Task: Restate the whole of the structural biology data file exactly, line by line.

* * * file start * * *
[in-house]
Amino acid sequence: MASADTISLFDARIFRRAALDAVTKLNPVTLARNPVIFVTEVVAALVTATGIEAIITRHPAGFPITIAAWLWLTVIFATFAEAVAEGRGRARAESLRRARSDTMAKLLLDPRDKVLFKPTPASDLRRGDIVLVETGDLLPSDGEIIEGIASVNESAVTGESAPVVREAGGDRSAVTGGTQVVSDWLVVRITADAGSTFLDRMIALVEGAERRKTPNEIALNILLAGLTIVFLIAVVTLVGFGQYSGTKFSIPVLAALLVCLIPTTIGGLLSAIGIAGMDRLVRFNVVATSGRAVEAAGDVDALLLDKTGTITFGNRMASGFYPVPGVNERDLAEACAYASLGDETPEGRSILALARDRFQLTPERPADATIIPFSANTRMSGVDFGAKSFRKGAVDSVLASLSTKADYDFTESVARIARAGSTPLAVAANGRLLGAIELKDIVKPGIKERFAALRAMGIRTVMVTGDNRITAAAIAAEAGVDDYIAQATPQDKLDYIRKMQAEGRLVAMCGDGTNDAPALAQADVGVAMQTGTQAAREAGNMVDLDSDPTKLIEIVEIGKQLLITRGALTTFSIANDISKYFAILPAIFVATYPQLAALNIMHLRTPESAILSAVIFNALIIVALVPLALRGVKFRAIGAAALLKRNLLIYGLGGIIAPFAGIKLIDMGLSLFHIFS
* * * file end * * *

[in-house]
Amino acid sequence: MASADTISLFDARIFRRAALDAVTKLNPVTLARNPVIFVTEVVAALVTATGIEAIITRHPAGFPITIAAWLWLTVIFATFAEAVAEGRGRARAESLRRARSDTMAKLLLDPRDKVLFKPTPASDLRRGDIVLVETGDLLPSDGEIIEGIASVNESAVTGESAPVVREAGGDRSAVTGGTQVVSDWLVVRITADAGSTFLDRMIALVEGAERRKTPNEIALNILLAGLTIVFLIAVVTLVGFGQYSGTKFSIPVLAALLVCLIPTTIGGLLSAIGIAGMDRLVRFNVVATSGRAVEAAGDVDALLLDKTGTITFGNRMASGFYPVPGVNERDLAEACAYASLGDETPEGRSILALARDRFQLTPERPADATIIPFSANTRMSGVDFGAKSFRKGAVDSVLASLSTKADYDFTESVARIARAGSTPLAVAANGRLLGAIELKDIVKPGIKERFAALRAMGIRTVMVTGDNRITAAAIAAEAGVDDYIAQATPQDKLDYIRKMQAEGRLVAMCGDGTNDAPALAQADVGVAMQTGTQAAREAGNMVDLDSDPTKLIEIVEIGKQLLITRGALTTFSIANDISKYFAILPAIFVATYPQLAALNIMHLRTPESAILSAVIFNALIIVALVPLALRGVKFRAIGAAALLKRNLLIYGLGGIIAPFAGIKLIDMGLSLFHIFS